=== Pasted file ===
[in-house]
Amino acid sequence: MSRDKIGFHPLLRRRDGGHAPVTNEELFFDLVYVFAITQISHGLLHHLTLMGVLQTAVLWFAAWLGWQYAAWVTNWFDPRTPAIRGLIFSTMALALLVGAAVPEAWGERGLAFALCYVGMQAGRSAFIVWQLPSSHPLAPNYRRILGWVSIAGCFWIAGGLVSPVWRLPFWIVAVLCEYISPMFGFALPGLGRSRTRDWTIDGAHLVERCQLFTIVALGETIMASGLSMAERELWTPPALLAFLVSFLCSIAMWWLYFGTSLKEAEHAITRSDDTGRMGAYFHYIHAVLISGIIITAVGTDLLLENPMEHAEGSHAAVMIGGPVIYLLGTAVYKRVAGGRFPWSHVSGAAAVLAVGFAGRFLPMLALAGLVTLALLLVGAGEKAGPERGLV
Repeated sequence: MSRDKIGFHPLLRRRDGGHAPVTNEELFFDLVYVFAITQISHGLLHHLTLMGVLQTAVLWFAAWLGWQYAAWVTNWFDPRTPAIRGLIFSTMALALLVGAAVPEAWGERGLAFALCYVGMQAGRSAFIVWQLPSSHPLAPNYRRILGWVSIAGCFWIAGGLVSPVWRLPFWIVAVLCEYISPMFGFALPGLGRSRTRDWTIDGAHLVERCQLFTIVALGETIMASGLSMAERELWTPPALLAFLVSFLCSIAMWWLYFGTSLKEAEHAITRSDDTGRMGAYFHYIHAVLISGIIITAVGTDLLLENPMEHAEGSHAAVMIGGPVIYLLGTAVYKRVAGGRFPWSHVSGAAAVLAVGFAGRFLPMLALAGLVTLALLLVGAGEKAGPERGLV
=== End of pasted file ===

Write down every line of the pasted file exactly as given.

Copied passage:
[in-house]
Amino acid sequence: MSRDKIGFHPLLRRRDGGHAPVTNEELFFDLVYVFAITQISHGLLHHLTLMGVLQTAVLWFAAWLGWQYAAWVTNWFDPRTPAIRGLIFSTMALALLVGAAVPEAWGERGLAFALCYVGMQAGRSAFIVWQLPSSHPLAPNYRRILGWVSIAGCFWIAGGLVSPVWRLPFWIVAVLCEYISPMFGFALPGLGRSRTRDWTIDGAHLVERCQLFTIVALGETIMASGLSMAERELWTPPALLAFLVSFLCSIAMWWLYFGTSLKEAEHAITRSDDTGRMGAYFHYIHAVLISGIIITAVGTDLLLENPMEHAEGSHAAVMIGGPVIYLLGTAVYKRVAGGRFPWSHVSGAAAVLAVGFAGRFLPMLALAGLVTLALLLVGAGEKAGPERGLV
Repeated sequence: MSRDKIGFHPLLRRRDGGHAPVTNEELFFDLVYVFAITQISHGLLHHLTLMGVLQTAVLWFAAWLGWQYAAWVTNWFDPRTPAIRGLIFSTMALALLVGAAVPEAWGERGLAFALCYVGMQAGRSAFIVWQLPSSHPLAPNYRRILGWVSIAGCFWIAGGLVSPVWRLPFWIVAVLCEYISPMFGFALPGLGRSRTRDWTIDGAHLVERCQLFTIVALGETIMASGLSMAERELWTPPALLAFLVSFLCSIAMWWLYFGTSLKEAEHAITRSDDTGRMGAYFHYIHAVLISGIIITAVGTDLLLENPMEHAEGSHAAVMIGGPVIYLLGTAVYKRVAGGRFPWSHVSGAAAVLAVGFAGRFLPMLALAGLVTLALLLVGAGEKAGPERGLV